There are harsher sanctions, which I think the President is coming on shortly to announce, to kick Russia out of the SWIFT system, freeze their accounts, they won't be able to borrow money when they want to buy big equipment, using hard currency or currency other than the ruble, which is fluctuating wildly right now. They won't be able to. So individuals will be targeted, you know, sanctions can have an impact. If nothing else, maybe they just cool the waters, you know, make people step back.

TIM SHELLEY: So Putin's justification for this, or his pretext rather, is that he needs to protect Russian speakers in Ukraine. What is the actual reason behind this?

ANGELA WECK: That was part of his foreign policy agenda 10 years ago, 15 years ago, that Russia's mission in life is to protect Russian-speaking peoples around the world. If that's a true justification, they can come into New York or other places in the United States because we have sizable Russian speaking populations. So that is a false claim. You're right.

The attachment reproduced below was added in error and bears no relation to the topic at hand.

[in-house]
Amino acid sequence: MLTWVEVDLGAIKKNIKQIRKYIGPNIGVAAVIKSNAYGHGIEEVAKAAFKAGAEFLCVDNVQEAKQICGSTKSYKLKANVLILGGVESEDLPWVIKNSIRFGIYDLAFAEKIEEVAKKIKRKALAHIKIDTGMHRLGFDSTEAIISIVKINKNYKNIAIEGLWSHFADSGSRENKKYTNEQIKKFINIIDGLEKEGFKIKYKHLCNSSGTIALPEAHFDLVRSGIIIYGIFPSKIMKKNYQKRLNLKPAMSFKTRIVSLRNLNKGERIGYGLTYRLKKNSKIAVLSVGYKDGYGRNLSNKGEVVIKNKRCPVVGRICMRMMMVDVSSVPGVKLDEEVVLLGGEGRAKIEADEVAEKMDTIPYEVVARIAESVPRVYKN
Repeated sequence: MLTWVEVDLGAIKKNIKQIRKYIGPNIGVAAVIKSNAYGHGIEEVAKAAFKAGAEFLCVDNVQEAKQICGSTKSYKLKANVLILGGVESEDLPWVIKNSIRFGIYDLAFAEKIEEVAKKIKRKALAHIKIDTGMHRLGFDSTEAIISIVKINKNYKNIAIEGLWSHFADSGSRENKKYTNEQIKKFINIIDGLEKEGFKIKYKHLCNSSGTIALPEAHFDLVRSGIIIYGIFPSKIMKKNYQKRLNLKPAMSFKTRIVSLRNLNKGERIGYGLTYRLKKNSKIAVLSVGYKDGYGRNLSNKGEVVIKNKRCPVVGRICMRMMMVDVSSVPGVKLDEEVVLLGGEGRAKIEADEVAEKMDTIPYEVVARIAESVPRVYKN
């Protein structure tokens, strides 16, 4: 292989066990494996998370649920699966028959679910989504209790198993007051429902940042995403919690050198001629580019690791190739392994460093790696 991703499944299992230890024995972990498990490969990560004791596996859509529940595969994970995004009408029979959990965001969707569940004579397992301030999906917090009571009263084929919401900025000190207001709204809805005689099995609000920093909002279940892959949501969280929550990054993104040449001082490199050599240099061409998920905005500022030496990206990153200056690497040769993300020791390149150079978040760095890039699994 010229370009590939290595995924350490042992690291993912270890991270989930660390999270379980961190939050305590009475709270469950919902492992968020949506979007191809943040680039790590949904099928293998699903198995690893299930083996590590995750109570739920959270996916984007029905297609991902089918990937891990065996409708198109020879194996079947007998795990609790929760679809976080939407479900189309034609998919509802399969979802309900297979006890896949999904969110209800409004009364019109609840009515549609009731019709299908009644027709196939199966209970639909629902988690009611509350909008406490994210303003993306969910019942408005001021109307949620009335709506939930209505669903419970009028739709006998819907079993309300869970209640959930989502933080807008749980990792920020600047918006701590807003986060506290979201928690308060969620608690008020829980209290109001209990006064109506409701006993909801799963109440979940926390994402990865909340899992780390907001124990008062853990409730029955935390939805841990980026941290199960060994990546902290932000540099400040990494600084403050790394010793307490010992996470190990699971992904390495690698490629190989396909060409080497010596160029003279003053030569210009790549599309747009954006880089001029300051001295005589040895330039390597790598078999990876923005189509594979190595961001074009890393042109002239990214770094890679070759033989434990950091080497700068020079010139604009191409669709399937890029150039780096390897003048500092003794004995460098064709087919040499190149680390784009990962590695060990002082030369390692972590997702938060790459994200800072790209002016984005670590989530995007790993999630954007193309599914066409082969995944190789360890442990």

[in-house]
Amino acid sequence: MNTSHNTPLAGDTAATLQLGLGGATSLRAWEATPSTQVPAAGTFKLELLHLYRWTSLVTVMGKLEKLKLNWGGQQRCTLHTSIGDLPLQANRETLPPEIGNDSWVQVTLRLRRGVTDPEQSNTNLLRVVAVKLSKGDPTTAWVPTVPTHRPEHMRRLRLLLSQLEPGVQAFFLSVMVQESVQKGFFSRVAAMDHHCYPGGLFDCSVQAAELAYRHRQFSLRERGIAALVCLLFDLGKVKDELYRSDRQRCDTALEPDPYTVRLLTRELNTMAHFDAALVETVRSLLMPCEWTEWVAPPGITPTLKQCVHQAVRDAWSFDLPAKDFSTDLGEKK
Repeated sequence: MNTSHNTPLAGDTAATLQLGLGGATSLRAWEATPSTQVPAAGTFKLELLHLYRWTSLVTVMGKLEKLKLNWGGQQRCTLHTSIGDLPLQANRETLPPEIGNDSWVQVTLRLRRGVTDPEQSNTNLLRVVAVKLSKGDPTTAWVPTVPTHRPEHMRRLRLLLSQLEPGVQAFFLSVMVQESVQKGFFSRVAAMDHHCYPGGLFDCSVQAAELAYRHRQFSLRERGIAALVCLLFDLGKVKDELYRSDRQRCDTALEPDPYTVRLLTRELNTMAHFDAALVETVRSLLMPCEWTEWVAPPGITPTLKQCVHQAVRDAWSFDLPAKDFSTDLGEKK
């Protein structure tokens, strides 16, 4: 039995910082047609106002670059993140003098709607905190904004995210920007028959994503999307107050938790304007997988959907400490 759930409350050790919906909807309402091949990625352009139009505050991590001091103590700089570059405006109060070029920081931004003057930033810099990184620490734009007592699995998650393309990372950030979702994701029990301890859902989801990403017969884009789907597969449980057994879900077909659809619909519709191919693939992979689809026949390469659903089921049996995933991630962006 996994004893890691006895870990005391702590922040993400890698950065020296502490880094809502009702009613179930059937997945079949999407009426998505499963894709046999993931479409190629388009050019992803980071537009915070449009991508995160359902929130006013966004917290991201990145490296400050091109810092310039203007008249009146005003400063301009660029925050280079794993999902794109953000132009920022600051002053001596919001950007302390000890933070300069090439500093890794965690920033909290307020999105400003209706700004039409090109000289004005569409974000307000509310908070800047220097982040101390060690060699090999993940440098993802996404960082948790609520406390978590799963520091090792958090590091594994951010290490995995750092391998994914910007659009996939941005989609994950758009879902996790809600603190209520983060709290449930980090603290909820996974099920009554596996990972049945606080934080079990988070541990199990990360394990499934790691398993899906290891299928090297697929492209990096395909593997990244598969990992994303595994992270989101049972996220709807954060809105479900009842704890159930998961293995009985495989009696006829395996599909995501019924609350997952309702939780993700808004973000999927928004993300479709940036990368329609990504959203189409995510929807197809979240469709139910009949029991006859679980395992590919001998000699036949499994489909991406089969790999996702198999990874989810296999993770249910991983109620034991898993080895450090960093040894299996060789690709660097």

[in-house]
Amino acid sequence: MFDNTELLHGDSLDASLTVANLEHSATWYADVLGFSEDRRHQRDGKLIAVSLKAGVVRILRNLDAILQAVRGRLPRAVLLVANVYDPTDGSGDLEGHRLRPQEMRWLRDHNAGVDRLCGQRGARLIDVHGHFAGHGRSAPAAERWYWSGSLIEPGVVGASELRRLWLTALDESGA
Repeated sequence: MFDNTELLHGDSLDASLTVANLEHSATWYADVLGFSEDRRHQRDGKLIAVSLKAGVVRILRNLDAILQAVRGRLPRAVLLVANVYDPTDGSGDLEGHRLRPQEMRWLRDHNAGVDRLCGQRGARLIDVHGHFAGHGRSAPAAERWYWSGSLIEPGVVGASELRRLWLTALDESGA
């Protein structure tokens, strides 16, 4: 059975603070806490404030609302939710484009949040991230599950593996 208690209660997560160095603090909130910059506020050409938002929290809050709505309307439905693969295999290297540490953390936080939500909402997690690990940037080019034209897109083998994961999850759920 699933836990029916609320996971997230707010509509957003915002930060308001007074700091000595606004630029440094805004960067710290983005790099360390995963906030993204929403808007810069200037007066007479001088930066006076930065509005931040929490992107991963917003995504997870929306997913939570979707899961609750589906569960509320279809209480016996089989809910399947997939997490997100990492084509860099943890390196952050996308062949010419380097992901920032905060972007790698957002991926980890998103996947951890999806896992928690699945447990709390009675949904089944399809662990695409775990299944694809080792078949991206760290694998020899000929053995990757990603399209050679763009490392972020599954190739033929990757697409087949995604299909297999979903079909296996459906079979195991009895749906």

Moreover, in Ukraine, many, many people — I'd say probably in excess of 75% of the population — speaks Russian. Russian and Ukrainian are sister languages. And while Ukrainian is the dominant language, because it is an independent sovereign state, it's the official language of Ukraine, Russian is still commonly spoken.